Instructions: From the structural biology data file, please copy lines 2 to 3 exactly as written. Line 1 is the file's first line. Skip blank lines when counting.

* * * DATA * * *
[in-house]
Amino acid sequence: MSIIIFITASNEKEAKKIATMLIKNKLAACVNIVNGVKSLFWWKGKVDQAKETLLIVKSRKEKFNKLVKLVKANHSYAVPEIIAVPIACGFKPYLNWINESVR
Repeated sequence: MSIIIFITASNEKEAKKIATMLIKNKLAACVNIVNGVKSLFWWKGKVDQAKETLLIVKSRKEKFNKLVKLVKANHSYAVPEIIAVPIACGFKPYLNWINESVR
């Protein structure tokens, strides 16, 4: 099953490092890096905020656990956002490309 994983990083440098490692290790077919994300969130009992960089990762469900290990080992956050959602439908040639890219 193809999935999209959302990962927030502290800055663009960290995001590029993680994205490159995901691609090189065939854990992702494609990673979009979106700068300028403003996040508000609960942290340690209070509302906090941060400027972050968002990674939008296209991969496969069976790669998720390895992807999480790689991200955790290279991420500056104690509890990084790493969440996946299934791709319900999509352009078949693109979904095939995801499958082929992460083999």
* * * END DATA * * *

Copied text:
Amino acid sequence: MSIIIFITASNEKEAKKIATMLIKNKLAACVNIVNGVKSLFWWKGKVDQAKETLLIVKSRKEKFNKLVKLVKANHSYAVPEIIAVPIACGFKPYLNWINESVR
Repeated sequence: MSIIIFITASNEKEAKKIATMLIKNKLAACVNIVNGVKSLFWWKGKVDQAKETLLIVKSRKEKFNKLVKLVKANHSYAVPEIIAVPIACGFKPYLNWINESVR